A 7-day-old infant was with Deidra Lane at the
police station. Their house was decorated with pink balloons and a
pink stork. The Lanes also have a 5-year-old son.
The Colts released a statement that said the team
was "shocked and saddened" by news of Lane's death.
Lane's father, Fred Lane Sr., said his son and
daughter-in-law had been having difficulties recently. Lane had spent
the past couple of weeks at the family home in Nashville, Tenn., but
visited Charlotte briefly a week ago, his father said.
He had left Tennessee on a flight to Charlotte
about two hours before he was shot, the elder Lane said.
Deidra Lane filed a complaint against her husband
in March, saying he snatched a necklace from around her neck during an
argument, causing her to fall. She did not press charges.
Lane, 24, also had a case pending against him
related to his Feb. 3 arrest in Tennessee. A grand jury in Jackson,
Tenn., indicted him Monday on the misdemeanor drug charges, but
prosecutors dropped weapons charges against him, saying there wasn't
enough evidence to support it.
The Panthers suspended Lane for one game in 1998
when he made a lewd gesture to fans at Giants Stadium after scoring a
touchdown against the New York Jets. The same season, he was demoted
to special teams duty after missing a team flight to Dallas, and later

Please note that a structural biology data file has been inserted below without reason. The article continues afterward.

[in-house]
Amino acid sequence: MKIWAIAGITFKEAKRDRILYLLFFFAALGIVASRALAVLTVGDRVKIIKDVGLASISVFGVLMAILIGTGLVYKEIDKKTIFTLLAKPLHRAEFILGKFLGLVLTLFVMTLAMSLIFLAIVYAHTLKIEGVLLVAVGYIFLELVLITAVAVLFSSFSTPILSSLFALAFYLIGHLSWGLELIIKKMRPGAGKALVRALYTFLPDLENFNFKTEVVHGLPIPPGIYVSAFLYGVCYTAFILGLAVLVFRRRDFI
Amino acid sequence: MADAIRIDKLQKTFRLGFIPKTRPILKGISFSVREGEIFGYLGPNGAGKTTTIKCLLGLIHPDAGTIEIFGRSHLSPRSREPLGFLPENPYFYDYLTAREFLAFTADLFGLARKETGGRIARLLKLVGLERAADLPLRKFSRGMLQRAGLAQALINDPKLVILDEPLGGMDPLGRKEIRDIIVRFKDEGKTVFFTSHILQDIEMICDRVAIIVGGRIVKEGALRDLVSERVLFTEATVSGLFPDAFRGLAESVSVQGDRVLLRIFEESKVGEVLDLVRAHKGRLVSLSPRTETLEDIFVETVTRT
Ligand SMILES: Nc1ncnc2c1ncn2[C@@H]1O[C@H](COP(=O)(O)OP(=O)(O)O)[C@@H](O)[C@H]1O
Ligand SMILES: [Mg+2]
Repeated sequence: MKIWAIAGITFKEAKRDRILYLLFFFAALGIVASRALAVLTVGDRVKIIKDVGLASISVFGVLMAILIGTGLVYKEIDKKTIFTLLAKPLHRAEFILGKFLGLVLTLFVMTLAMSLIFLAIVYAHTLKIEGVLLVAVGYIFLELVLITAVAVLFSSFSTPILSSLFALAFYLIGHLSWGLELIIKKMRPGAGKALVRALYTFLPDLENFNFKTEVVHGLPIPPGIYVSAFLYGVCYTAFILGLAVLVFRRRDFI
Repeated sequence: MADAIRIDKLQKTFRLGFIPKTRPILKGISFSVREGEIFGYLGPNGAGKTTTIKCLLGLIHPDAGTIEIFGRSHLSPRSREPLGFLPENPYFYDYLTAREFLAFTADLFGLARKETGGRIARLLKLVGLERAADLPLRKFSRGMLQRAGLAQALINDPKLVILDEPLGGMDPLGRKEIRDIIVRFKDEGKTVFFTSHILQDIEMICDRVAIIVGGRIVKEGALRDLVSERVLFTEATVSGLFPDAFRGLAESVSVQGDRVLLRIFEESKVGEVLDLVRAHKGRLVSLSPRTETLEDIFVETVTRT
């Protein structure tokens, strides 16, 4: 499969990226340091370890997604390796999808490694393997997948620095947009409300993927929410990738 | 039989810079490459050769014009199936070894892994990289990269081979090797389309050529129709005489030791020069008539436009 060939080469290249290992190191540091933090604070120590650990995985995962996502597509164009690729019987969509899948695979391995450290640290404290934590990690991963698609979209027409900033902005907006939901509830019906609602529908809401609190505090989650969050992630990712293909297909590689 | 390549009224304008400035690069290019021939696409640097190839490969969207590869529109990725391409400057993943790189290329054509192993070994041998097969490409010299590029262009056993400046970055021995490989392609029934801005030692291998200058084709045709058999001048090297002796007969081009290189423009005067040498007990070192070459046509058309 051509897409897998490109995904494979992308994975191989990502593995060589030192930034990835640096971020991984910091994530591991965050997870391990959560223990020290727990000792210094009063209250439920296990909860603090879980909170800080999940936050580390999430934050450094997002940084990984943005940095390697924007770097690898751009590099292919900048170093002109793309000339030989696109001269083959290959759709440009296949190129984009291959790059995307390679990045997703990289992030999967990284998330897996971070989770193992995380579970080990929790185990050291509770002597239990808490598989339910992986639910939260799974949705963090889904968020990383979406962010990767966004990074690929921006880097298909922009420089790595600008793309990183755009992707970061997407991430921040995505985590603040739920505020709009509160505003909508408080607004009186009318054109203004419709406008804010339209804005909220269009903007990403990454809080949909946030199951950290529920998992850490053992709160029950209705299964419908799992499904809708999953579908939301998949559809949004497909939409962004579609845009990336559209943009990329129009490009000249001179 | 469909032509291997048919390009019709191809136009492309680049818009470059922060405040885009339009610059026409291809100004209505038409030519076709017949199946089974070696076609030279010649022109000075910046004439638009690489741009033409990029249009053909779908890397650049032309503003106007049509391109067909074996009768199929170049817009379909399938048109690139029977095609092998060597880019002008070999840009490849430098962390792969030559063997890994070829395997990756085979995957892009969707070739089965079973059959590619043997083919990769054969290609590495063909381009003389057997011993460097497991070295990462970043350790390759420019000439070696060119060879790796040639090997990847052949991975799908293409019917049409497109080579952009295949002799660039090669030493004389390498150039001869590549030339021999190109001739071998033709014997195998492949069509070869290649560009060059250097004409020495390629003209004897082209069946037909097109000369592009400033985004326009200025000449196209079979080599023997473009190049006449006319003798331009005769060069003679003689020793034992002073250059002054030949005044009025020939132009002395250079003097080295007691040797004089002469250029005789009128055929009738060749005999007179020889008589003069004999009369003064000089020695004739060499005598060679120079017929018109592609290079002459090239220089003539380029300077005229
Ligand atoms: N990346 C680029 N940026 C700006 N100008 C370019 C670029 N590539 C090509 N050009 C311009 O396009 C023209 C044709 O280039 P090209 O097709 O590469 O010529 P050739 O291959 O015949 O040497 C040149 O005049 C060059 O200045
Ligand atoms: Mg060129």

apologized for refusing to stand for the national anthem at a game in
The 5-foot-10, 205-pound Lane was the leading
career rusher for the Panthers.
At the time of his trade, Carolina coach George
Seifert said team owner Jerry Richardson never ordered him to drop
Lane, but he knew the Panthers had to cut their ties with troublesome
Lane spent three seasons with Carolina and finished
with 2,004 yards rushing.
Lane Sr. said his son had been training in
Indianapolis before visiting Tennessee. "Everything was going great,"
in his son's life, he said.
Lane is one of two former Panthers to face legal
troubles in recent months.
Rae Carruth, the Panthers' top 1997 draft pick, was
charged last fall with fatally shooting his pregnant girlfriend,
Cherica Adams. Carruth is being held without bond in Charlotte, while
he awaits trial.
The Panthers re-signed Lane before the 1999 season
to a two-year, $1.276 million contract with a $300,000 signing bonus.
Lane shared rushing duties with Tshimanga Biakabutuka but played
largely as a backup late in the season.
In what would be his last game for Carolina, Lane
started for an injured Biakabutuka and rushed for a season-high 90
yards and his only touchdown of the season in a loss at Pittsburgh.